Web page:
Account-based marketing (ABM) is a strategic approach to driving engagement with target accounts. Jon Miller, CEO and Co-Founder at Engagio, defines ABM as,
“Intentional go-to-market activities that coordinate personalized marketing and sales efforts to open doors and deepen engagement at a specific account.”
In an ABM strategy, marketers tailor the activities within each target account campaign to the specifics of that organization and its decision-makers.
While ABM shares several metrics with more traditional marketing approaches – such as funnel conversion rates – target-account strategies do have their own specific metrics as well. Here’s a breakdown of the most common metrics to track to ensure a successful account-based strategy.
The 2 Types of Account-Based Marketing Metrics
Type #1: How to Measure ABM Before the Sale
1. Web Traffic by Target Account
Web traffic and domain visits from target accounts is an important pre-sale awareness metric at the top of the demand funnel. Using reverse IP lookup tools, create a list of IP addresses for your target accounts. If web traffic from target account IP addresses is increasing, it’s an indicator of heightened awareness.
Formula: (Target Account Website Visits/Total Website Visits) = Web Traffic by Target Account
Use IP-verified website visits to understand how your target accounts and decision-makers are engaging with your content and the success of your attempts to generate awareness. The total website visits from target accounts can be an indicator of the overall health of an ABM strategy and awareness-generating activities.
2. Target-Account Reach
Target-account reach is a measure of the percentage of decision-makers at a target account who are engaged. This metric is more akin to a series of parameters, as opposed to a single metric. While there are formulas to provide a breakdown of target account reach, it’s generally best measured with the help of ABM technologies and tools.
Formula: (Decision-Makers Engaged/Total Decision Makers at Target Account) = Target Account Reach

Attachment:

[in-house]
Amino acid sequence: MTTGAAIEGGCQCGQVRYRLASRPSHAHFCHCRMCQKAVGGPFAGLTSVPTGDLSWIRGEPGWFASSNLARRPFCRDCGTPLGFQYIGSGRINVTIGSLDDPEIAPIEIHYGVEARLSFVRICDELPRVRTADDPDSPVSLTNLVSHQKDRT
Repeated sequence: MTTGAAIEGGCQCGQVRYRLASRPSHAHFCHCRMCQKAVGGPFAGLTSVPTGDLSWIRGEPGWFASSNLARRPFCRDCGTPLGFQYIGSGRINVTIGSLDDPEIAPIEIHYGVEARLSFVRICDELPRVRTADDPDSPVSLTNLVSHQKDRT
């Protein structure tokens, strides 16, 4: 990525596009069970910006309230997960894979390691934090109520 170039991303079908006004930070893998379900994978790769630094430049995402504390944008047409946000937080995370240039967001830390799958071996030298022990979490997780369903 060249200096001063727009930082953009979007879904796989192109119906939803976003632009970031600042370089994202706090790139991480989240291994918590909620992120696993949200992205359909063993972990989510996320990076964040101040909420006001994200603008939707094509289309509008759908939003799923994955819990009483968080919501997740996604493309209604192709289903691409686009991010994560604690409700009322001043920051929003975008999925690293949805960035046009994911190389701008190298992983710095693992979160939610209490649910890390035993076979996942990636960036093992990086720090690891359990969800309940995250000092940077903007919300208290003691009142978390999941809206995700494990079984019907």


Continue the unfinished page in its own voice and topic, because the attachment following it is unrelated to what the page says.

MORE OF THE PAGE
Target account reach can be used to understand where ABM effort is yielding returns and where different strategies are needed. When drilled down to include attribution, it can reveal the types of content (such as webinars or email) that are successfully generating engagement. Within a large, sophisticated ABM strategy, marketers may be able to connect content formats and campaigns to successful engagement by account type or job title.
3. MQA and SQA and Pipeline Opportunities
Marketing-qualified accounts and sales-qualified accounts (MQAs and SQAs) are very similar to the traditional B2B metrics of MQLs and SQLs, but their role in an ABM metrics strategy is slightly different. This metric ensures you take a more holistic approach to the entire organization, which is crucial. You may have one target-account decision-maker whose heightened engagement with your content and sale team would put them in the SQL stage, but if there are 5 other decision-makers on the buying committee who have never heard of your company, it’s not exactly fair to categorize the account as sales-qualified.
Definitions: Generally, MQAs and SQAs are qualified by various engagement-scoring criteria:
- An MQA is an account that has reached target-engagement criteria, aggregated across account decision-makers within a given period, to be marketing-qualified.
- An SQA is an account that has reached target-engagement criteria, aggregated across account decision-makers within a given period, to be sales-qualified.